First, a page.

You’ve been trained from a young age to avoid fat. To this day, you probably drink 2 percent milk, jelly your toast instead of buttering it, and buy packaged food with reduced fat as much as possible. Even though doctors usually recommend low fat, is it really that bad for you? Some doctors are now saying the exact opposite, and here’s why.
For decades, people have eaten low-fat foods in an effort to promote a healthy heart. The fatty and starchy diets of most Americans have led to higher cholesterol and, presumably, an increased risk of heart disease. However, research is showing just the opposite effect when people consume healthy fats like olive oil alongside healthy carbs.
One obesity expert, Dr. Aronne, says that slightly low-fat diets might help people lose weight. On the other hand, it might also cause people to turn to more carbs when they’re hungry. The decreased fat intake simply does not satisfy a person’s hunger as long as a diet with healthy fats.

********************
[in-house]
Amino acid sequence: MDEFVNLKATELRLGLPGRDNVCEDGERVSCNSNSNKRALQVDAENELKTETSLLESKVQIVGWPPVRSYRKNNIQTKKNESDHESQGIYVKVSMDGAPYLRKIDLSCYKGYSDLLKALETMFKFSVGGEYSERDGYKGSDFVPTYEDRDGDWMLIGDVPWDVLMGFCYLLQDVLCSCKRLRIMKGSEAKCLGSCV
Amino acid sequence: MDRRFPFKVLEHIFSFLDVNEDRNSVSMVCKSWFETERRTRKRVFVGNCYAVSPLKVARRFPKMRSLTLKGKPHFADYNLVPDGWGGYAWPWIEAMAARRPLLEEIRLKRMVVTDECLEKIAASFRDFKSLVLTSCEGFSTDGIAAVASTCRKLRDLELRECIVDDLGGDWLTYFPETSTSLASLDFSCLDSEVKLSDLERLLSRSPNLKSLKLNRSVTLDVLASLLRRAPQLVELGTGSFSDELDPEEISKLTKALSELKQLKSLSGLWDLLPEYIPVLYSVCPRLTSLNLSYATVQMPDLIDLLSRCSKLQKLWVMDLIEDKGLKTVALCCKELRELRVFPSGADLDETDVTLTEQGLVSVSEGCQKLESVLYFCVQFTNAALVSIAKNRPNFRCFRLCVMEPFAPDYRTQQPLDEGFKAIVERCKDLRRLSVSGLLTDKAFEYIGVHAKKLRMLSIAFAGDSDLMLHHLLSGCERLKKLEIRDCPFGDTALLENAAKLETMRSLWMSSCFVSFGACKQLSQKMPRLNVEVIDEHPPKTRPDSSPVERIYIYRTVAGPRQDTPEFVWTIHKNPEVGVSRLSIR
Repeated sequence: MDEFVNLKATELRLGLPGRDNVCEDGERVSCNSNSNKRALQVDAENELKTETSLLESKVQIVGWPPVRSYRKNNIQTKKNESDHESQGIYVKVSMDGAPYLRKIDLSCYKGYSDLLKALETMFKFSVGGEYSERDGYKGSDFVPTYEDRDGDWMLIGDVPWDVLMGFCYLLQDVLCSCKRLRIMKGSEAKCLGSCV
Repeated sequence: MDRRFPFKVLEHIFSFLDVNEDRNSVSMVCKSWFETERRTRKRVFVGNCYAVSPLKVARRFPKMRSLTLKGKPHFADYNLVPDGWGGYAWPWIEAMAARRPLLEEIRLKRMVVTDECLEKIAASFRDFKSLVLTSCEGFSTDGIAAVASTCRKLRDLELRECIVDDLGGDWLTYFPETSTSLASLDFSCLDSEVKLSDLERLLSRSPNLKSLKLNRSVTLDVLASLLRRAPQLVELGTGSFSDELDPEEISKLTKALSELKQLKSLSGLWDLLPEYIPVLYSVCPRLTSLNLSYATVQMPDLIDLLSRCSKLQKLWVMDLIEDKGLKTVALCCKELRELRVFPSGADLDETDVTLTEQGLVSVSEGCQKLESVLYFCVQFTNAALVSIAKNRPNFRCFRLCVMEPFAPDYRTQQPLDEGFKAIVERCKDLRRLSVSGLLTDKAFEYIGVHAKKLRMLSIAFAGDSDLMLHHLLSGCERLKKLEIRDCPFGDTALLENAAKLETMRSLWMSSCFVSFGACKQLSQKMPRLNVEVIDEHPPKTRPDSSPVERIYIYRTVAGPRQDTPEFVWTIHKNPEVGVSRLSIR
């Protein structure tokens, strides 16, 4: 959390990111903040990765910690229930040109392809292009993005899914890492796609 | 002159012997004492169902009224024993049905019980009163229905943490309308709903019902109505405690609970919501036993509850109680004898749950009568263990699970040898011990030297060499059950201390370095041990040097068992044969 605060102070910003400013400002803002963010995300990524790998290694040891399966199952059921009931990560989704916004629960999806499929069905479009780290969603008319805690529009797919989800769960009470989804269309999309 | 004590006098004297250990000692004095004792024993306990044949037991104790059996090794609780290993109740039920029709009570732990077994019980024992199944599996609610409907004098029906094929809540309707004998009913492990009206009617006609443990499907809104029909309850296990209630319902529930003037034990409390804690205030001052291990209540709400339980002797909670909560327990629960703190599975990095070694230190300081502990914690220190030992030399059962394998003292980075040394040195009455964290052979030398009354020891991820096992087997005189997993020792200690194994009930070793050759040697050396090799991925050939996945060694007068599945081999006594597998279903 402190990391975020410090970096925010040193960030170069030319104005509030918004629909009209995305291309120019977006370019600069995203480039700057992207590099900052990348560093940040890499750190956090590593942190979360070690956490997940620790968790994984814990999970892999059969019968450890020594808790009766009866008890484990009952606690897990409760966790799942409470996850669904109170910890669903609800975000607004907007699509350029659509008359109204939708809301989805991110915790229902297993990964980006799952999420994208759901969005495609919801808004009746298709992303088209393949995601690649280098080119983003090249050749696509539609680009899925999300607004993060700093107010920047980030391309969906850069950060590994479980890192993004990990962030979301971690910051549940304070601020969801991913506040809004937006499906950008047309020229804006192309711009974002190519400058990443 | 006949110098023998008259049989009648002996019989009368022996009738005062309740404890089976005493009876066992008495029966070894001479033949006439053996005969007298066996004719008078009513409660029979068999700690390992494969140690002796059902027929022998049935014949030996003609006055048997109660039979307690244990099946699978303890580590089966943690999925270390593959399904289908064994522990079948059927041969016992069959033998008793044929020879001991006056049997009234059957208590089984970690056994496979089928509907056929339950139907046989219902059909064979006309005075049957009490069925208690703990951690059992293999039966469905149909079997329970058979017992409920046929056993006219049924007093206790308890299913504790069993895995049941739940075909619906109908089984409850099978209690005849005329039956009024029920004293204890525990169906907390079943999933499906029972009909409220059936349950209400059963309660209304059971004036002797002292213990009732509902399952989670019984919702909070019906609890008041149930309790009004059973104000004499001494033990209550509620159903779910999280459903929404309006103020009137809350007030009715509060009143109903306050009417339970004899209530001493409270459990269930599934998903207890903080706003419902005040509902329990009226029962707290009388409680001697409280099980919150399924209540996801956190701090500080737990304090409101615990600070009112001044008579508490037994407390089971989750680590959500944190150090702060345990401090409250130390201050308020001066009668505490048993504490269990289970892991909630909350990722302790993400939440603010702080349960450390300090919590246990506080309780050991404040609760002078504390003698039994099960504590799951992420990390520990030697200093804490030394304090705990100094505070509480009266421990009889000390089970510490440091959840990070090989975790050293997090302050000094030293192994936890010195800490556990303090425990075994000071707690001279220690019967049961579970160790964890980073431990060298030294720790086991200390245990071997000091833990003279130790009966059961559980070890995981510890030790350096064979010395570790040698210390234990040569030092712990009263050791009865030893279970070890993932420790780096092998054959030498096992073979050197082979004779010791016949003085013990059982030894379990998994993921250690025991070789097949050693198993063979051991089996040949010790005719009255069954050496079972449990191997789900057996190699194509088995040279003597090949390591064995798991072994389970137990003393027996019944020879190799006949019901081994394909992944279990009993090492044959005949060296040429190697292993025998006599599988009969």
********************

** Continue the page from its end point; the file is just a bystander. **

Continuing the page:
As a result, dieters eating less fat to lose weight might actually be thwarting their efforts. Any extra carbs they consume will only add to their weight, especially if they eat highly processed white breads and sugar.
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